Lacquered Miniature

Technology of lacquered miniature is long and labor-intensive. At first, half-finished products are made from arboreal cardboard with every layer glued (up to 10 layers) using meal glue. Then the items are dried naturally.

Next, they are bathed in boiled butter and dried over the course of nine-ten days in stove chambers. Dry half-finished products are then sawed. Bottoms are glued using casein glue, connecting details are pressed together, covered, and joints are fastened. This is followed by machine polishing to ensure smooth surfaces. Then articles are treated with drying oil, caulked to level unevenness, and polished by water-resistant sand-paper. Next, two-three layers of black enamel, then black lacquer, cinnabar, and transparent lacquer on the inside. Each layer is dried in stove chambers at 70-80 C over 7 hours. Items are dried 5-7 times in total.

After this laborious task handicrafts come to painters who make small strokes on the surface using thin squirrel brushes with tips as thin as the tip of the needle. Fedoskino masters paint miniatures using oil-based paint. Palekh, Kholuy, and Mstyora artisans make paint handicrafts using egg tempera.

Finift (Enamel)

The art of miniature painting on enamel (or Finift as they frequently name it in Russia) is one of the most interesting and bright kinds of miniature painting. The elite, exclusive character of miniatures on enamel is defined by high picturesque skill of the artist on enamel and extremely difficult process of their manufacturing.

Throughout the years such work has always been expensive and appreciated akin to jewels, since it varies in color, transparency, and luster. Enamels
mainly were owned by the high society. For centuries, enamel has been preserved not only for the benefit of the Russian culture but also as a precious part of the world's art.

The technique of art enamel is based on the brush painting method. A thin plate of silver or copper or form made of these materials is covered with white enamel on both sides. On the obverse an outline of a composition and its details are painted with the enamel of intensified color. Then the firing is made and the inside of the outline is painted with enamels of different colors placed next to each other. The firing is repeated 10 to 15 times in view of different enamels used in the process. Russian painted enamels are characterized by the filing of an outline by means of hatching. In the shaded enamel technique color transparent or non-transparent enamels as well as colorless transparent enamel are used. The last is applied to the outline of a drawing before the last firing to protect the painting from damages.

The enamel technique became came from Europe to Russia. The Russian enamellists founded their workshops in the Moscow Armoury, Solvychegodsk and Great Ustug. Rostov jewelers learned to paint on enamel around this time too. At the first Rostov enamellists produced little icons, decorate richest settings of church books and different church plate. The subjects of the paintings were changed in the 19th century. Artists became fulfilled portrait miniature; copies of colored prints adapted them to the features of enamel painting.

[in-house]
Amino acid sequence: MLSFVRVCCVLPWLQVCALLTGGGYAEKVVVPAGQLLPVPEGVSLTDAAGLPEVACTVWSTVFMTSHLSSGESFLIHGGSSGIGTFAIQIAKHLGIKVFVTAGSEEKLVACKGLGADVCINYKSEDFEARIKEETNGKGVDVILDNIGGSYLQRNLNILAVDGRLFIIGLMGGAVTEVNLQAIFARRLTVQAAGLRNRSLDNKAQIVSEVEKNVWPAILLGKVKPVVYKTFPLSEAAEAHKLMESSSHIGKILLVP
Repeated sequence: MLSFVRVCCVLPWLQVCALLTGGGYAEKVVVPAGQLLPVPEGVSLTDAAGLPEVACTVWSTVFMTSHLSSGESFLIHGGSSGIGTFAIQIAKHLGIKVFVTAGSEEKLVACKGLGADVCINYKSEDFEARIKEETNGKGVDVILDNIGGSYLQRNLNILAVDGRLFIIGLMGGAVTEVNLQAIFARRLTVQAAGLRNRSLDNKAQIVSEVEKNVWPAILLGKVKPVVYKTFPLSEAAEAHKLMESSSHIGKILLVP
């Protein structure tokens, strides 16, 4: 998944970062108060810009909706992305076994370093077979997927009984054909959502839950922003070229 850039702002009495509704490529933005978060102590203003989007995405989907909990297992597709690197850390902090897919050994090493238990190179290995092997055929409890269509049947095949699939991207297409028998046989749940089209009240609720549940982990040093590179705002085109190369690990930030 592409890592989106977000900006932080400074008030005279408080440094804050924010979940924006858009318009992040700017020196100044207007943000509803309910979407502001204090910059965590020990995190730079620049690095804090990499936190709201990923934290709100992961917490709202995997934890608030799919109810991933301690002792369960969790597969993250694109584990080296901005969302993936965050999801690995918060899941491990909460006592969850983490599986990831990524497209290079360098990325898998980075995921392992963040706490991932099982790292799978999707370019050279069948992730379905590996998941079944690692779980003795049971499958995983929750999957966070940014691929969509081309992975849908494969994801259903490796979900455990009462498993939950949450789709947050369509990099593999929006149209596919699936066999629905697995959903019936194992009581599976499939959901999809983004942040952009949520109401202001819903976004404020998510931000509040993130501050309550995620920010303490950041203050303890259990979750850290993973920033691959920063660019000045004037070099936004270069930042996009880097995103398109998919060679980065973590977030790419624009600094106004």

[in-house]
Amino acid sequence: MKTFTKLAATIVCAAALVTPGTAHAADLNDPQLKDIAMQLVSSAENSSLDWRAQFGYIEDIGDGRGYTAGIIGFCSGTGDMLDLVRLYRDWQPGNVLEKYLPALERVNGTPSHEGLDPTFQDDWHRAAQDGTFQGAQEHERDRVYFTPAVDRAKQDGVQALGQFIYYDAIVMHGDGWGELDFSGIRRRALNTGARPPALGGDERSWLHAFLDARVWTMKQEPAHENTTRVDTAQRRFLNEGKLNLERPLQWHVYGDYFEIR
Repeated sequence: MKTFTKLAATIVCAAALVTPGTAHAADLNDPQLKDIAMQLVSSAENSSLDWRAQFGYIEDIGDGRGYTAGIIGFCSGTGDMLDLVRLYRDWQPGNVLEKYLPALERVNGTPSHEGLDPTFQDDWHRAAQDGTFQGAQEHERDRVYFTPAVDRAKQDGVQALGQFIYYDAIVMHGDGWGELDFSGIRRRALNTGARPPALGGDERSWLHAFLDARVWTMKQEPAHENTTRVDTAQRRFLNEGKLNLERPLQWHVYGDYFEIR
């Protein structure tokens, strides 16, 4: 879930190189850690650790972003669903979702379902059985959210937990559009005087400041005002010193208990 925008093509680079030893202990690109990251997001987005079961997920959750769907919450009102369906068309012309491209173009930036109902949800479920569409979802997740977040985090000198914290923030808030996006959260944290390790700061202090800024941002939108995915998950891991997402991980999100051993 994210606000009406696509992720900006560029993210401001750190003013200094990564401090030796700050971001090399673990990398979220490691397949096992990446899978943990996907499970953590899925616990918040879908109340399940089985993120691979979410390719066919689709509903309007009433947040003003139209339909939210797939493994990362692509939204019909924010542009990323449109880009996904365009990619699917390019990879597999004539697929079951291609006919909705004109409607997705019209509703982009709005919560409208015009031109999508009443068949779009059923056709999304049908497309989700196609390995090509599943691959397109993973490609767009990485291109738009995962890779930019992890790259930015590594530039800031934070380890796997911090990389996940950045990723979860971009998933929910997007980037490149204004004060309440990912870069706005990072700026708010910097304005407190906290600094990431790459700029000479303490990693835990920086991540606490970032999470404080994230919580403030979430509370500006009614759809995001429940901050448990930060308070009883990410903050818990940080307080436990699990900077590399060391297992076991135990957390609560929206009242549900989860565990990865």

Now Russian modern school of art enamel exists and successfully develops. Its representatives do not concede and frequently surpass the issued predecessors in Rostov of Jaroslavl region. Finift jewelry (earrings, rings, brooches, pendants, bracelets) are modern, beautiful and not-repeated.

Fedoskino Miniature

Fedoskino is located in Moscow Region situated about 30 kilometers (20 miles) from the Russian capital on the bank of the river Ucha.

Fedoskino work is instantly recognizable. At first, it was the only Russian lacquered miniature-painting village to create in oils. Moreover, only this miniature is made on mother-of-pearl plaques, metal foil, and blanks powdered with metal dust. Finally, pictures are dimensional, figures are naturally proportioned, and perspective is generally not inverted.

Famous Fedoskino glow is attained through very thinly diluted, and therefore transparent glazes hits direct painting with bold colors to provide highlights and details. Before polishing to a brilliant gloss the painting is covered with three layers of light lacquer. All together some twelve layers are involved.

It was in the 16th Century two types of Oriental decorated boxes found their way in to Europe. One was the Persian casket, the second was of Chinese lacquer articles. Piotr Korobov invited fore craftsmen from Shtorbwasser factory in Germany to teach their know-how to the staff of his cardboard factory at the village of Danilkovo, the original village is situated on the opposite bank of the river. Korobov started out making lacquered peaks for military uniforms, but soon graduated to decorate snuffboxes. About 1818 Korobov's son Piotr Lukutin inherited the factory, expanded the workforce and ensured a higher standard of artistry. The last Lukutins died in 1902 and the factory closed two years later. The out-of-work craftsmen formed a cooperative society, the Fedoskino Labor Artel of Former Employees of the Lukutin factory.